Somewhere between that last nine in 99.999999 and giving 110% we’ve lost sight of the big picture. In our quest for perfect control, that platinum club, queue skipping, arrow straight, GPS-tuned line from idea to delivery, we seem to have forgotten that reality isn’t quite that neat and tidy. We’ve got a risk-free monkey on our back. To be perfectly fair (chuff!), I can’t lay this addiction at the feet of the Digital but you can bet Digital is not on the menu at the Perfect Control Rehab Clinic either.
Back in 1772 Voltaire said “The perfect is the enemy of the good” so apparently we’ve got a running start at this jones for dominion over variation. It took a mechanical engineer, Fredrick Winslow Taylor, and his time and motion studies to really get rolling with the application of assembly line thinking to the masses. By the time ENIAC started frying apocryphal moths against its vacuum tubes in the 1940’s we barely felt the prick of the needle seeking that last good vein.
Who Let That .000001 In?
You’d think the software engineering industry would get that there’s always a gap between the actual and the ideal. After all, software engineering is nothing more than the translation of some reality from natural language through progressively more structured formats until we arrive at something the boxes can apply. That process isn’t perfect.
We clarify and trim a hallway conversation into a meeting agenda and power point slides. The meeting notes refine debate into a requirements document. Some designer edits and prioritizes to accommodate budget, technical, or political limitations. Then some engineer, hectored by syntax or admiration of their own creativity, lays some Jackson Pollock-like description of the envisioned state at the foot of the boxes. They then race off at the speed of electrons to recreate a fifth hand rumor of the original idea. All those clipped off bits of yellowed understanding and crumbling clarity are scattered like fallen leaves into some dusty cubicle corner. At the end of it all you’re left standing in front of a confused clerk who pushes the same button on the same point-of-sale terminal for the 15th time, hoping for a different result.
Sorry Mr. Taylor, but Meaning Gets Lost in all that Time and Motion
We act like Bermuda-shorted tourists shooting blurred pictures of what might or might not have been the latest b-list reality show star spilling their coffee at Starbucks with our 10 megapixel camera. One of the best software engineers I know says there isn’t much value in trying to take the measure of something in units finer than precision of available tools. Put another way, what we do with the boxes is an approximation of some reality. Much as we might wish it otherwise, the fidelity of that approximation is limited by the precision of our tools, both intellectual and physical. When we acknowledge these limitations and act within them, good things happen. When we don’t, watch out.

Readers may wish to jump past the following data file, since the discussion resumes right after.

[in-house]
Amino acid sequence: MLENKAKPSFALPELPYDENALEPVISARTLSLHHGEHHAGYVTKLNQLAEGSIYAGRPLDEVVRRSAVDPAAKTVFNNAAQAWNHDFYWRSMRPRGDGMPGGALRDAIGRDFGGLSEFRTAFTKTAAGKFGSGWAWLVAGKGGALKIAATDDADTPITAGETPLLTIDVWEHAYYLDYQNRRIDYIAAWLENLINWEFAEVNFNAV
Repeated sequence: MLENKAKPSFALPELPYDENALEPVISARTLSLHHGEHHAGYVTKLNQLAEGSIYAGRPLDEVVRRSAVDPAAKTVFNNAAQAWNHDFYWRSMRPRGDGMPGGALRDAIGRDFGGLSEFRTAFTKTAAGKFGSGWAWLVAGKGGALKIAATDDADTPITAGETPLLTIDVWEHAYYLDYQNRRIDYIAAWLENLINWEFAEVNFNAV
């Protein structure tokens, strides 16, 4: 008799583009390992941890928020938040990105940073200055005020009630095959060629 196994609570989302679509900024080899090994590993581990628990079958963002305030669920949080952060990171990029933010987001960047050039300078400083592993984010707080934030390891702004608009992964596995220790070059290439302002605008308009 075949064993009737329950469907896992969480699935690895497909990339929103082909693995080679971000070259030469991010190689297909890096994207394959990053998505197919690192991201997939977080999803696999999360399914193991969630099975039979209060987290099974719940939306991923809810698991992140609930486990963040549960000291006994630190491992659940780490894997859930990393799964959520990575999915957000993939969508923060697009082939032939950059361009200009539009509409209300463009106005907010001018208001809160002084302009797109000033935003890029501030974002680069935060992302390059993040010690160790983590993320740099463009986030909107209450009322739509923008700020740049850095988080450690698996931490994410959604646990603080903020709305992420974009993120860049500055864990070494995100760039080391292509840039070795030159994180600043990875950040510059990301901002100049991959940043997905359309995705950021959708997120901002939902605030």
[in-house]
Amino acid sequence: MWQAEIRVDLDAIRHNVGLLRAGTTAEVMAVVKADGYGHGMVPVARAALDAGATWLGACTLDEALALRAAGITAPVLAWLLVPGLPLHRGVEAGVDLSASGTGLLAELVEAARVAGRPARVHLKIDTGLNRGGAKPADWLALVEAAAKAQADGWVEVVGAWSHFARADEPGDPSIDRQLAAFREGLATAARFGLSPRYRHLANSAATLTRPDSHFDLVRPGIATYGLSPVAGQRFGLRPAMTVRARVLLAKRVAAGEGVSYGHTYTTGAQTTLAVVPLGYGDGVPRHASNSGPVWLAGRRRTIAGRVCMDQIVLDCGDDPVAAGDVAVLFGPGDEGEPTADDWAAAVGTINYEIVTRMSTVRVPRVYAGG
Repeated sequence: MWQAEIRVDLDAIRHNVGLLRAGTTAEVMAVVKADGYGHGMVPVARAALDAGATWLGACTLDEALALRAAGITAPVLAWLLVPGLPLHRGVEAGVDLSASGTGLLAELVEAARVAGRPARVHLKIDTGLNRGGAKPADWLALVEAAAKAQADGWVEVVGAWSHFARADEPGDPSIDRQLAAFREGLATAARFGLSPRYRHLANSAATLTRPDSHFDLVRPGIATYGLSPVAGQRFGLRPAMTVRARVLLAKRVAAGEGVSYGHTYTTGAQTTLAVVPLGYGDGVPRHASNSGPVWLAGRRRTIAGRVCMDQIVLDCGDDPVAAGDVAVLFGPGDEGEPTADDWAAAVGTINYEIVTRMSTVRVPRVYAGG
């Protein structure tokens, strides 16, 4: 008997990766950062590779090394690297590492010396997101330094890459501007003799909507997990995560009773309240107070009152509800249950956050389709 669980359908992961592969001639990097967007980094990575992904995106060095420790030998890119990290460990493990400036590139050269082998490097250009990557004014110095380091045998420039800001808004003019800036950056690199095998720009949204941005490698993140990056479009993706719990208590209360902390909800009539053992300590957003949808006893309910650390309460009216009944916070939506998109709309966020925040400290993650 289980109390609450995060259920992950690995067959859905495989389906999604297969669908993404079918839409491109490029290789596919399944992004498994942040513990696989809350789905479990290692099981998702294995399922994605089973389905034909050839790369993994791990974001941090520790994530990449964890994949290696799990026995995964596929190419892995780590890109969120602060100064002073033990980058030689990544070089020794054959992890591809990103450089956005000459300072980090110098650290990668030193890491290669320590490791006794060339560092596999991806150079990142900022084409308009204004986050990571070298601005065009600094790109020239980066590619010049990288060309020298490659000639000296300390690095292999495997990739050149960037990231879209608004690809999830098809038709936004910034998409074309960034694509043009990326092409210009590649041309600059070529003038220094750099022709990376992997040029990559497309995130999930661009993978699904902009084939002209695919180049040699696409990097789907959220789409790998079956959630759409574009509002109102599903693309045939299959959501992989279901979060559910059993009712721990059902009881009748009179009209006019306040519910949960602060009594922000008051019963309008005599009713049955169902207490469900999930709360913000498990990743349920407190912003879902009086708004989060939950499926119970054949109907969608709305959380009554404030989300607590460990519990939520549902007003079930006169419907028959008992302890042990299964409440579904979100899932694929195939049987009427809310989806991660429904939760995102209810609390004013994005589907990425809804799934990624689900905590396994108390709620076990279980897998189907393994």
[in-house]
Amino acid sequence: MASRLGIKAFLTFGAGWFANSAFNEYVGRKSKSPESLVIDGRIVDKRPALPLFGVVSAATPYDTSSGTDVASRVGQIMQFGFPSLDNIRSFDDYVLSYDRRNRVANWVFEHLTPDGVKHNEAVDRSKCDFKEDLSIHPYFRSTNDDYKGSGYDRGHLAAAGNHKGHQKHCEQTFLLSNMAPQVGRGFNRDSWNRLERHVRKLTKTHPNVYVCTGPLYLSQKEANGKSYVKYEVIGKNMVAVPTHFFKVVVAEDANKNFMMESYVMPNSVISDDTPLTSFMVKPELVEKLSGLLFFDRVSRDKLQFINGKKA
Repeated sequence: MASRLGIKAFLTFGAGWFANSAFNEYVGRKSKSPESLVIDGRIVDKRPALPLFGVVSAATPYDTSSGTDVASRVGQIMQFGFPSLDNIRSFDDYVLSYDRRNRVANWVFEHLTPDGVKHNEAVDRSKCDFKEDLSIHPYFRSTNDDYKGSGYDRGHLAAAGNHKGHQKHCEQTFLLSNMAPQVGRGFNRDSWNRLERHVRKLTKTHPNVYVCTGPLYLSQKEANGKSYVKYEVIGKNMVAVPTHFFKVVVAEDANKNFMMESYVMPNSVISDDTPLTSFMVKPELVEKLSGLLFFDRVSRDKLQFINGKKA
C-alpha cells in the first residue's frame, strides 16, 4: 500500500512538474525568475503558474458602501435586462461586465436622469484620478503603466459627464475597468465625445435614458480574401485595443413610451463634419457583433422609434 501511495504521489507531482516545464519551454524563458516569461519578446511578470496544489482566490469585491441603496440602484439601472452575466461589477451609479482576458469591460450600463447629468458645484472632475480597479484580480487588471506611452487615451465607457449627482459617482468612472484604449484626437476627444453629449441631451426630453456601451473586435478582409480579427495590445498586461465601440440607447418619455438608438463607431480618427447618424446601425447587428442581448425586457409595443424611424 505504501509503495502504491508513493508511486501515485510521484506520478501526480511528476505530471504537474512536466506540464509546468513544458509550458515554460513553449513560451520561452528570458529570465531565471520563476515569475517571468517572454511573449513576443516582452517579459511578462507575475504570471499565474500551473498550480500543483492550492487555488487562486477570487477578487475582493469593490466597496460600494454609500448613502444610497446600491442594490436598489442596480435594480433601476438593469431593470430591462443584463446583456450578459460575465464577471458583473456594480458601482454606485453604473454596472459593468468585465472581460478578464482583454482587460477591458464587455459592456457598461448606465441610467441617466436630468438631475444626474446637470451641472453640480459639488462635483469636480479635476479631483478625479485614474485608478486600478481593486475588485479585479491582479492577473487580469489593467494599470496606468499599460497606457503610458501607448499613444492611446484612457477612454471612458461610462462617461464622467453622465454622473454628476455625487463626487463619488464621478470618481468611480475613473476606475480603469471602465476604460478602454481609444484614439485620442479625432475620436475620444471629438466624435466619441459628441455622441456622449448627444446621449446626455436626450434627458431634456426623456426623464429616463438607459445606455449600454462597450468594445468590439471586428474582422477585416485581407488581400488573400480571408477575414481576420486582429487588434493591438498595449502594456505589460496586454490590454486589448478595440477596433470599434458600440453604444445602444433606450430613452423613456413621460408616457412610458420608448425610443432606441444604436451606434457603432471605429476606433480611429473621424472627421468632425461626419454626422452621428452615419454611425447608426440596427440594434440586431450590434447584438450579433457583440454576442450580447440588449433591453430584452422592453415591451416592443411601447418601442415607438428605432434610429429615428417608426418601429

I’d love to suggest that this just a matter of more disciplined analysis and engineering. However, we’re not talking some street corner thugs stealing cigarettes. When executives, engineers, and society as a whole collude to ignore the limitations of our Digital tools, it’s more like the Mob moving in to muscle out understanding and meaning. Tonight, reality sleeps with the fishes and no RICO wielding Digital DA is ever going to figure out what happened.
Celebrating the .000001
The Analog is an infinitely variable, no-solution calculus. Digital is always an attempt to take its measure, and fans of quantum physics know you can’t measure something without changing it. Our application of machines and computers to the physics and logic of reality cannot help but change that reality. We almost always base our designs on some snapshot of the passing show, freezing reality, dumbing it down so we can apply the mechanical advantage and logical efficiency of our machines. We spend a tremendous amount of energy chasing that absolutely perfect, 100% accurate snapshot. However, whatever our intent, only the snapshot is frozen. Reality moves on. Eventually every machine and every computer is, at best, solving a problem that doesn’t matter anymore, or, at worst, creating new problems more intractable than the old ones.
The machines are always going to have a greater mechanical advantage. The boxes are always going to be quicker at puzzling out some mundane piece of logic. We don’t become better humans beings by getting better at playing second fiddle in those games, endlessly refining out the those .000001 variations and deficiencies. We become better human beings when we acknowledge and even celebrate the endless variation we call reality. We become better human beings as we come together at that source of all growth and learning.